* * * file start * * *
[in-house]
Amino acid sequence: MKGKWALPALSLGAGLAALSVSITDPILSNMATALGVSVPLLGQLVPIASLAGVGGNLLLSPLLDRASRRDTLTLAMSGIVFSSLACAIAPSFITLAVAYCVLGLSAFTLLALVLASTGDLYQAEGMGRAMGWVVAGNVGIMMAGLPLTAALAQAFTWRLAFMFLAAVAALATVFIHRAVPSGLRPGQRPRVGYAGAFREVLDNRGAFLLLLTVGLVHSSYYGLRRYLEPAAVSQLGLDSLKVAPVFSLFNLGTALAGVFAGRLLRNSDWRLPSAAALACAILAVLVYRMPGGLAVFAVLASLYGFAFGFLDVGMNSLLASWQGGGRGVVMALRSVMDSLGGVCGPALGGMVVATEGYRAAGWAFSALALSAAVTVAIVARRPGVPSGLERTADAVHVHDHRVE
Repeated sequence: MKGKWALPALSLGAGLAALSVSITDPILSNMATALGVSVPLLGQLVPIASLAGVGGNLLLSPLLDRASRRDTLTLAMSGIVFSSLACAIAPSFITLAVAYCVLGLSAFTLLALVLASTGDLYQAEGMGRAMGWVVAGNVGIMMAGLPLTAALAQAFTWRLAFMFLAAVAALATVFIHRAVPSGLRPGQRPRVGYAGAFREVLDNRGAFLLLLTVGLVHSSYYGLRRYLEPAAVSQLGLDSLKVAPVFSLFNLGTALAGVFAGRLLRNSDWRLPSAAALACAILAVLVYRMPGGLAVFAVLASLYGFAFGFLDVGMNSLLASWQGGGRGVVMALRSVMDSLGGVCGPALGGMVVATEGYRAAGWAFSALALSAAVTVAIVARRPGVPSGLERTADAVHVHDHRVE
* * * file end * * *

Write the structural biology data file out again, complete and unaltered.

[in-house]
Amino acid sequence: MKGKWALPALSLGAGLAALSVSITDPILSNMATALGVSVPLLGQLVPIASLAGVGGNLLLSPLLDRASRRDTLTLAMSGIVFSSLACAIAPSFITLAVAYCVLGLSAFTLLALVLASTGDLYQAEGMGRAMGWVVAGNVGIMMAGLPLTAALAQAFTWRLAFMFLAAVAALATVFIHRAVPSGLRPGQRPRVGYAGAFREVLDNRGAFLLLLTVGLVHSSYYGLRRYLEPAAVSQLGLDSLKVAPVFSLFNLGTALAGVFAGRLLRNSDWRLPSAAALACAILAVLVYRMPGGLAVFAVLASLYGFAFGFLDVGMNSLLASWQGGGRGVVMALRSVMDSLGGVCGPALGGMVVATEGYRAAGWAFSALALSAAVTVAIVARRPGVPSGLERTADAVHVHDHRVE
Repeated sequence: MKGKWALPALSLGAGLAALSVSITDPILSNMATALGVSVPLLGQLVPIASLAGVGGNLLLSPLLDRASRRDTLTLAMSGIVFSSLACAIAPSFITLAVAYCVLGLSAFTLLALVLASTGDLYQAEGMGRAMGWVVAGNVGIMMAGLPLTAALAQAFTWRLAFMFLAAVAALATVFIHRAVPSGLRPGQRPRVGYAGAFREVLDNRGAFLLLLTVGLVHSSYYGLRRYLEPAAVSQLGLDSLKVAPVFSLFNLGTALAGVFAGRLLRNSDWRLPSAAALACAILAVLVYRMPGGLAVFAVLASLYGFAFGFLDVGMNSLLASWQGGGRGVVMALRSVMDSLGGVCGPALGGMVVATEGYRAAGWAFSALALSAAVTVAIVARRPGVPSGLERTADAVHVHDHRVE